Author: Griffin-Nolan, Ed
Date published: November 23, 2010
Last Wednesday, Nov. 17, just three blocks from the spot where the police chief and the mayor were holding a press conference to talk about public safety and the placement of surveillance cameras on the West Side, a 17-year-old Syracuse boy was being stabbed by a 16-year-old acquaintance. The police announced an arrest later that same day. The arrest was not due to footage captured on a camera; it was because somebody wasn't afraid to name the suspect. That's community policing, and almost everyone agrees that relationships trump technology any day when it comes to keeping the public safe.
Since Halloween the community has been sickened by a spate of shootings, many of them on the West Side. On the day the young man was stabbed, Chief Frank Fowler and Mayor Stephanie Miner had come to the neighborhood to announce that a survey conducted by the police themselves showed that most of the neighbors thought the cameras were a really good idea. By their numbers, 96 percent of the residents of the area wanted surveillance cameras and thought it would make them safer in their homes.
Statisticians and pollsters could have a field day listing the many flaws in the methodology of the police survey. The cops went around and asked the neighbors if they wanted surveillance cameras on their streets, the place where 23 percent of the city's shots are fired, and the people overwhelming said yes. That's like going to bars in the Bronx wearing your Yankee cap and asking which is your favorite baseball team. All that aside, the mayor and the chief have a good point: We need to do whatever it takes to make those streets safe.
Unscientific surveys tend to back up the mayor's point of view. Second District Common Councilor Pat Hogan, who represents the area at City Hall, says he walked up and down Seymour Street knocking on doors and "every one of the people I spoke with want the cameras."
I spend most of my days in that neighborhood myself, and the people on the street aren't worried about the cameras, they're worried about the guns.
"What people don't get," says Hogan, standing on Otisco Street, "is that most of the people here are hardworking people holding down two low-income jobs to support their families." He dismisses those who marched on City Hall to oppose the cameras as outside agitators. "The people here don't have time to attend meetings, they're working and taking care of their kids. You want to talk about their rights, what about their right to have their grandchildren visit? I have older people tell me they can't have their grandchildren visit them at home, because it isn't safe."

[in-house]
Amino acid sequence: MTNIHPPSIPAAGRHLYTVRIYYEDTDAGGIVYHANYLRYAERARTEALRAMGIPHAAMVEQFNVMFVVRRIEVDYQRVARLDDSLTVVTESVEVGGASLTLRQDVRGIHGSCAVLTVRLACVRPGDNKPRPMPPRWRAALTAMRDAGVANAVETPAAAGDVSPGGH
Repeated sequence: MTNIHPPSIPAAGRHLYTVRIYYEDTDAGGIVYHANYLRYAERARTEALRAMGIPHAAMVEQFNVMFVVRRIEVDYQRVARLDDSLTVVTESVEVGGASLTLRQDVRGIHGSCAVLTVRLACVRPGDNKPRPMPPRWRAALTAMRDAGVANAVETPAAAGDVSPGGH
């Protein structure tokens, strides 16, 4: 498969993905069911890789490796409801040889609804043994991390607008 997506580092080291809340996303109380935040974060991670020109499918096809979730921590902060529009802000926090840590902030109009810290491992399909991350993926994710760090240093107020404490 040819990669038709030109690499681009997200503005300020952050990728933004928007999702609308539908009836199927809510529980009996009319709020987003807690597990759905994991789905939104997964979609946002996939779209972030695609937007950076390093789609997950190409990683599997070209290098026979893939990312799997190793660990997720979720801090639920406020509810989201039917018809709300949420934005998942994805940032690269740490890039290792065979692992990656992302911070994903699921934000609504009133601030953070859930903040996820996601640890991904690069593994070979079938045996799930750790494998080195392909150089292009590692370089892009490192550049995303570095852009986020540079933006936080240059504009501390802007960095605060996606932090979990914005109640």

The debate about the cameras is similar to the national debate about getting patted down or having our bodies scanned electronically before we get on airplanes. Are we willing to put up with a bit of inconvenience, surrender a bit of privacy, in order to reduce the threat of a terrorist taking down a plane, or a gunman shooting at a street corner while children walk the street?
The privacy and liberties issues involved here shouldn't be dismissed, but they have to be weighed against the objective. Some of the complaints about the video cameras border on the silly. One distinguished gentleman noted at the rally outside City Hall that he did not want to be on camera when he kissed his wife. I could understand his reluctance to be filmed if he were kissing someone else's wife, but why this public display of affection is objectionable is beyond me. If that is your concern, you better not go to a Syracuse University basketball game, because that Kiss Cam could sneak up on you at any moment, and Big Brother would have another slam dunk.
It's not often that I find myself nodding in agreement when I listen to Onondaga County District Attorney Bill Fitzpatrick. But Fitzpatrick, speaking on the radio one morning as I drove to work, made a simple point. "Would it be legal," he asked, "if we put two police officers on each street corner, and asked them to write down everything they saw?" How different would that be, asked the DA, from placing cameras on those same street corners? Not very different, it would seem.
The fact is that we are on camera much of the time. At Wegmans, at the bank, at the gas station-cameras are there, and they can be made available to the police at any time. Not to mention the density of cell phone cameras in every public space. These days your chances of ending up as an extra in a YouTube clip are a lot higher than your risk of being on a police camera. Cameras are everywhere, and our lives outside our homes are more transparent than ever before.
That's the reality. We're all on candid camera. So for the sake of public safety, let the cameras roll.
But here's the question for the mayor and the chief: If you want the public to trust you with footage of what we are doing on Geddes Street, how about you open up a bit, too, and make the internal workings of the SPD more transparent? Public cooperation, as you've said, is the key to successful law enforcement. When the public has a beef with police behavior, that complaint should be handled publicly as well. You can't tell us it's OK to smile for the camera and then hide when it's your turn before the lens.
Read Ed Griffin-Nolan's award-winning commentary every week in the Syracuse New Times.